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Hereditary spastic paraplegia

Hereditary Spastic Paraplegia (HSP) is a genetically and clinically heterogeneous disease characterized by spasticity and weakness of the lower limbs, with or without additional neurological symptoms. HSP is rare, with a prevalence of about 2-4/100,000 individuals in different populations. Although more than 70 genes and genetic loci have been implicated in HSP, many families remain genetically undiagnosed, suggesting that other genetic causes of HSP are still to be identified. HSP can be inherited in an autosomal-dominant, -recessive, or X-linked manner.

Our project on HSP is a collaborative effort, called CanHSP, which is a consortium of 7 centers across Canada to create a national database for HSP towards future clinical trials, and to perform in-depth genetic studies, including whole exome sequencing, whole genome sequencing, RNA sequencing, and copy-number variations.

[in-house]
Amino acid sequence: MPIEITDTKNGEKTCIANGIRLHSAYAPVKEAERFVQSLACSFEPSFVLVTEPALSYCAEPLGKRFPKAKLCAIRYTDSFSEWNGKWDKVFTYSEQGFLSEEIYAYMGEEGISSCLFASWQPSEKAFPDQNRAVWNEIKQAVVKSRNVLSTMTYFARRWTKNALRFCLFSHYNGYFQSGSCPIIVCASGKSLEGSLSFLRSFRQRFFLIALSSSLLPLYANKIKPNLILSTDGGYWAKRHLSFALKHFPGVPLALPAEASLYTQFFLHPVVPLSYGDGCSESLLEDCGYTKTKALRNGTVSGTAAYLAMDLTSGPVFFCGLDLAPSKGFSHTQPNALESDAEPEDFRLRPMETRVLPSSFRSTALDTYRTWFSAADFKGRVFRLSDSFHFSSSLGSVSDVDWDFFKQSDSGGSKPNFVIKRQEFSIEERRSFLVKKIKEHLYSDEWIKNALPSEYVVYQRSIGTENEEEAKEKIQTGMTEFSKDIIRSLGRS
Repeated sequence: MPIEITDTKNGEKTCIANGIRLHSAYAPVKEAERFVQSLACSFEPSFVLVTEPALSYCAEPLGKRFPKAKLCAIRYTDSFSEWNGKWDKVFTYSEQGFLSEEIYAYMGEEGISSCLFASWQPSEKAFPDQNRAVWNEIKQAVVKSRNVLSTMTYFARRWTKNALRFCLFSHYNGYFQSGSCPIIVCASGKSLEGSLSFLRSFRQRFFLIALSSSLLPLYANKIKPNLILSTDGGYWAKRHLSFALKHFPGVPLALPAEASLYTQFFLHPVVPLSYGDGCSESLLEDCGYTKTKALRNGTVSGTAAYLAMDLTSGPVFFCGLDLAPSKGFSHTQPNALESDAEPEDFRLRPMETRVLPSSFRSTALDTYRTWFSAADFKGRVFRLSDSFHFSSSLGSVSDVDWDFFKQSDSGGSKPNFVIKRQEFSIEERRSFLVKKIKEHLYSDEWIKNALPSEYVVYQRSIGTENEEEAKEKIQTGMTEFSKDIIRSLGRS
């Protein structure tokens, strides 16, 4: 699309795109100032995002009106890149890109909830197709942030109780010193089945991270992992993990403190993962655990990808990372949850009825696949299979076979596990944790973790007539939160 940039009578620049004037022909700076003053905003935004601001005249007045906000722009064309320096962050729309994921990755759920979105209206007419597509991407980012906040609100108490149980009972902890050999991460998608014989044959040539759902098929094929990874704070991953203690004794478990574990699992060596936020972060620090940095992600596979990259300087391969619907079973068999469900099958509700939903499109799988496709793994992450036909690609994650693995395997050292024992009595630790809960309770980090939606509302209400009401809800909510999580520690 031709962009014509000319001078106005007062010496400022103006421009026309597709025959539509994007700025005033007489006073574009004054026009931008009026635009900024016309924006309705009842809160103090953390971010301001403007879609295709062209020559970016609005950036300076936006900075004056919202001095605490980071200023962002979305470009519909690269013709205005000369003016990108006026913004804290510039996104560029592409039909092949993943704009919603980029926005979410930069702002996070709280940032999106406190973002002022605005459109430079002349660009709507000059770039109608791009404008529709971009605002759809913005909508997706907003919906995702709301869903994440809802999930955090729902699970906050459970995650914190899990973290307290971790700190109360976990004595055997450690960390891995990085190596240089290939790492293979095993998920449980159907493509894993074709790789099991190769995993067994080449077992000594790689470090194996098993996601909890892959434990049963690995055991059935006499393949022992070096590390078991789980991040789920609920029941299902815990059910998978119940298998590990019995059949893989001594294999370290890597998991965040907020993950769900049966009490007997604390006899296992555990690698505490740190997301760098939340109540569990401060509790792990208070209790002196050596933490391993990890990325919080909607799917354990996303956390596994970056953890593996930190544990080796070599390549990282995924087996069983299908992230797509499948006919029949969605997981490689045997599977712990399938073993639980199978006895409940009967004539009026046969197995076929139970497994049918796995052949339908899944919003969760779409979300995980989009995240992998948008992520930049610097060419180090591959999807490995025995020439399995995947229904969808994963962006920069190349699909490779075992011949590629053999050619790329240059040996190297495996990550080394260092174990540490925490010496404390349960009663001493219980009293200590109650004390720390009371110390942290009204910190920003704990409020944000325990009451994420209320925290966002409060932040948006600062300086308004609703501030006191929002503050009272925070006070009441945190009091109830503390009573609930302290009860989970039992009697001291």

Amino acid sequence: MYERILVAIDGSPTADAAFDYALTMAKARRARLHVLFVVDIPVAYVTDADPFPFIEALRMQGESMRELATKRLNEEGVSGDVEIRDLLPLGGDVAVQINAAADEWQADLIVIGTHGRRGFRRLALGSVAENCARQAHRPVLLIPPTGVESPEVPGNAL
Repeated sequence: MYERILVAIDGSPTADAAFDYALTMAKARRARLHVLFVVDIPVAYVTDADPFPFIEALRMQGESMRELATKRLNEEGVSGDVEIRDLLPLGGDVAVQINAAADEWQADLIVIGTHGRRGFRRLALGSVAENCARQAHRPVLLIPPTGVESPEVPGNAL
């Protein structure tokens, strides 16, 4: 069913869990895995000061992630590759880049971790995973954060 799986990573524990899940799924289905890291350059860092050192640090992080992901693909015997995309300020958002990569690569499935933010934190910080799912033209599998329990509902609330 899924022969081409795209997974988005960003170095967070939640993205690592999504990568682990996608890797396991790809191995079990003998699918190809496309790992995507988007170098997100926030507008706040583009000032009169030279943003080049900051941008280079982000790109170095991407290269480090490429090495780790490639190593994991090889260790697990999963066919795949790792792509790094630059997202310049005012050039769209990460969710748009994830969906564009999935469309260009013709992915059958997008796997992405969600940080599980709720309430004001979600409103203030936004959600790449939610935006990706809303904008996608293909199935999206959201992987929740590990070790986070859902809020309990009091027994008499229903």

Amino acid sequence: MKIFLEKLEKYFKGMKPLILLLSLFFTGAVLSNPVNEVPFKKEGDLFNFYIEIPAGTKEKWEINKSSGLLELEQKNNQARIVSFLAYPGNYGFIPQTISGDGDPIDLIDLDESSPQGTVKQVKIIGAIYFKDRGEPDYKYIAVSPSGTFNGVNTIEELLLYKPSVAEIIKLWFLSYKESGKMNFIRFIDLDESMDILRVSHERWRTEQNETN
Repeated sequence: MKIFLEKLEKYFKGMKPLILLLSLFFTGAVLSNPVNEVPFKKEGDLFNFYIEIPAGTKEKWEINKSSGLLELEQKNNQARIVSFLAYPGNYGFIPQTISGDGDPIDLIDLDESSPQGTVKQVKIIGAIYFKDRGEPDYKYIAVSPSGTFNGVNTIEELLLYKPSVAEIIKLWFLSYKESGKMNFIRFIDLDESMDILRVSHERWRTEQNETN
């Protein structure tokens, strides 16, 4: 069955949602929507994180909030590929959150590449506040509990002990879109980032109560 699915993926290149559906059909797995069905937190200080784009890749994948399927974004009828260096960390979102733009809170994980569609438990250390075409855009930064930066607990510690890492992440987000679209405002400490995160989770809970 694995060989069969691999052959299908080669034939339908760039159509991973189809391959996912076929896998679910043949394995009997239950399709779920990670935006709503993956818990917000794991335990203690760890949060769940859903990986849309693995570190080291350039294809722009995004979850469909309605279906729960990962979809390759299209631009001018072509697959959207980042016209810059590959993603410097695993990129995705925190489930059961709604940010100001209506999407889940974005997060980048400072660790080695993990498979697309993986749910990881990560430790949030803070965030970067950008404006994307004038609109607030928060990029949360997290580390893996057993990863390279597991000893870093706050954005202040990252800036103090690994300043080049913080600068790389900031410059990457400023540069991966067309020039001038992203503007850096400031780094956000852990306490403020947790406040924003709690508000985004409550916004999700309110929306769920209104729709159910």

• Our group was the first to identify a new gene, which leads to autosomal-recessive HSP when mutated, called CAPN1.

  • Diagnosis of a family with GLUT1 deficiency syndrome, which is a treatable disorder, after this family was not diagnosed for over 2 decades.

  • We have identified a potentially novel gene that is associated with HSP - SPTAN1.

  • Identification of a syndrome that can mimic HSP, called triple A syndrome.

  • Participated in a large study that Identified UBAP1 as a novel gene that cause autosomal dominant HSP.

  • Further characterized patients with HSP due to mutations in ATP13A2.

  • Clinical characterization of HSP across Canada

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